• Centrelink: Key links

    Centrelink provides a range of support for people living with a disability or illness. Find out more about: Youth Disability Supplement: Information from the Department of Human Services. Payments for people living with an illness, injury or disability: Information from the Department of Human Services. Centrelink assistance: Overview created by Breast Cancer Network Australia. Financial assistance available to patients with cancer – Centrelink: Information sheet created by Work After Cancer. WeCare financial assistance and podcasts: Created by Kildonan.  Cancer Advisor has a range of resources on cancer treatment, but we are always looking for more content. Register now to contribute Read more [...]

  • Oesophageal cancer: Key links

    According to the Australian Cancer Research Foundation, oesophageal cancer is cancer of the muscular tube that leads from the throat to the stomach. Around half of all oesophageal cancers occur in the middle third of the oesophagus, while 35% occur in the lower third and gastro-oesophageal junction. Only 15% of oesophageal cancers occur in the upper third of the organ. General information  Oesophageal cancer – Cancer Research UK: Information about different types and treatment. Oesophageal cancer – the Australasian Gastro-Intestinal Trials Group: Detailed information on symptoms, diagnosis, treatment and more. Oesophageal cancer – Cancer Council: Overview of symptoms, diagnosis and Read more [...]

  • Lung cancer: Key links

    According to Cancer Australia, lung cancer occurs when abnormal cells in the lung grow in an uncontrolled way. It often spreads (metastasises) to other parts of the body before the cancer can be detected in the lungs. General information  Lung cancer – Cancer Council: Information on Non-small cell lung cancer, small cell lung cancer, symptoms, causes, diagnosis and treatment. Lung cancer – CanTeen: Short summary of causes, symptoms, diagnosis and treatment.  Podcasts  Lung Cancer Update: Series of podcasts on lung cancer research and patient care.  Lung cancer stories  Lachlan’s story Victoria’s story Cassie’s story Cancer Advisor has a range of resources Read more [...]

  • Burkitt’s lymphoma: Key links

    According to Cancer Australia, Burkitt’s lymphoma is a type of non-hodgkin lymphoma. It develops from B cells and often starts as a tumour in the abdomen. It can spread quickly to other parts of the body. General information  Burkitt’s lymphoma – Lymphoma Australia: Brief overview of what Burkitt’s lymphoma is and how it is treated. Burkitt’s lymphoma – Leukaemia Foundation: Information on what Burkitt’s lymphoma is, incidence and treatment. Non-hodgkin lymphoma – Child – Rare Cancers Australia: Detailed information about types of non-hodgkin lymphoma including diagnosis and treatment.  Podcasts  Hodgkin and non-hodgkin lymphoma – Dr Geoff McCowage: Podcast on different Read more [...]

  • Melanoma: Key links

    According to Cancer Australia, melanoma occurs when abnormal cells in the skin grow in an uncontrolled way. It is a serious form of skin cancer because it can spread from the skin to other parts of the body. General information  Melanoma – CanTeen: Brief overview of what melanoma is, how it is diagnosed and treatment. Understanding skin cancers – Peter MacCallum Cancer Centre: Overview of skin cancers including treatment and support information. Support options – Melanoma Patients Australia: Information about support groups in Australia.  Melanoma stories  Dear Melanoma – a blog by Emma Betts Patient blogs – Melanoma Institute Australia Cancer Advisor Read more [...]

  • Wilms tumour: Key links

    According to the Australian Cancer Research Foundation, Wilms Tumour is a type of kidney cancer and comes from very specialised cells which are involved in the development of a baby’s kidneys while the baby is still in the womb. General information  Wilms tumour –Stanford Children’s Health: Detailed overview including causes and treatment. Wilms tumour and other childhood kidney tumours – National Cancer Institute: Detailed overview including treatment options. Podcasts  Wilms tumour – American and European approaches to treatment – Dr Geoff McCowage: Podcast on different approaches to treatment.  Wilms tumour stories  Finding hope: Wilms Tumour Healing through the art of writing  Read more [...]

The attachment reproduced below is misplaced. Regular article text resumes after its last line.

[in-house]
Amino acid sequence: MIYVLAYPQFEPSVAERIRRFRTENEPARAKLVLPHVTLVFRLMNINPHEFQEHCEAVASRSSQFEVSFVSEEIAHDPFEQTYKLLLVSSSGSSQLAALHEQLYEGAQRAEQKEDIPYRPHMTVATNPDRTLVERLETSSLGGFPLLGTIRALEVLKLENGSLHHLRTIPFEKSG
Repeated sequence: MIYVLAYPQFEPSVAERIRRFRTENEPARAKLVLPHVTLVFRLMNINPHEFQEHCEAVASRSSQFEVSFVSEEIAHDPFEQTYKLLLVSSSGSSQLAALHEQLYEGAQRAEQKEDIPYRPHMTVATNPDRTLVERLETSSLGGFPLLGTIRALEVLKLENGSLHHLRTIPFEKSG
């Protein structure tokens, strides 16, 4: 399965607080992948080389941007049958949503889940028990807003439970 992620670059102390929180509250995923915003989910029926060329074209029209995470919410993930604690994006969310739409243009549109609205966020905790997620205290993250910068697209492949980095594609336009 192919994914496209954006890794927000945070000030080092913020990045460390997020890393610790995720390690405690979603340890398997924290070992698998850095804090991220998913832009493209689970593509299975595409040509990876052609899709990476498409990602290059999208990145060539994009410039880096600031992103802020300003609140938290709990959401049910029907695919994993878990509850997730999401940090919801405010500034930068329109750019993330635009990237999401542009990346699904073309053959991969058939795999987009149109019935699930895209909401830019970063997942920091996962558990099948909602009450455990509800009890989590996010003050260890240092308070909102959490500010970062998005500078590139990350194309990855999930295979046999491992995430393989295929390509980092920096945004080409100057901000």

• Kidney cancer: Key links

    According to the Cancer Council, the most common type of kidney cancer is renal cell carcinoma, accounting for about 90% of all cases. Usually only one kidney is affected, but in rare cases the cancer may develop in both kidneys. General information  Kidney or renal tumours in children – Cancer Australia: Information on various types of kidney cancers. Wilms tumour and other childhood kidney tumours treatment – National Cancer Institute: Detailed overview of treatment.  Podcasts  Kidney tumours in childhood – Dr Geoff McCowage: Podcast from a Paediatric Oncologist and Senior Staff Specialist at The Children’s Hospital at Westmead. Wilms tumour Read more [...]

  • Liver cancer: key links

    According to Cancer Australia, liver tumours occur when abnormal cells grow in an uncontrolled way. There are a number of different types that can develop in children. General information  Liver cancer – Cancer Research UK: Information about liver cancer including the different types and their treatment. Liver cancer – CanTeen: General overview of what liver cancer is and how it is diagnosed. Cancer of the liver & liver tumours – Children with Cancer UK: Information about diagnosis, treatment and side effects.    Liver cancer stories  Finlay Higgs Ashley Rutenberg, Heptoblastoma Cancer Advisor has a range of resources on cancer treatment, but Read more [...]

  • Germ cell tumours: Key links

    According to Cancer Australia, germ cell tumours occur when abnormal germ cells grow in an uncontrolled way. A germ cell is the type of cell that develops into eggs (in the ovaries) or sperm (in the testicles). General information  Childhood central nervous system germ cell tumours treatment – National Cancer Institute: Detailed overview of treatment for central nervous system germ cell tumours in children. Germ cell tumours in children – CureSearch: Information about diagnosis, treatment and after treatment. Germ cell tumours – KidsHealth: Overview including types, diagnosis and treatment. Germ cell tumours in children – Macmillan: Detailed overview including treatment, side Read more [...]

  • Ewing’s sarcoma: Key links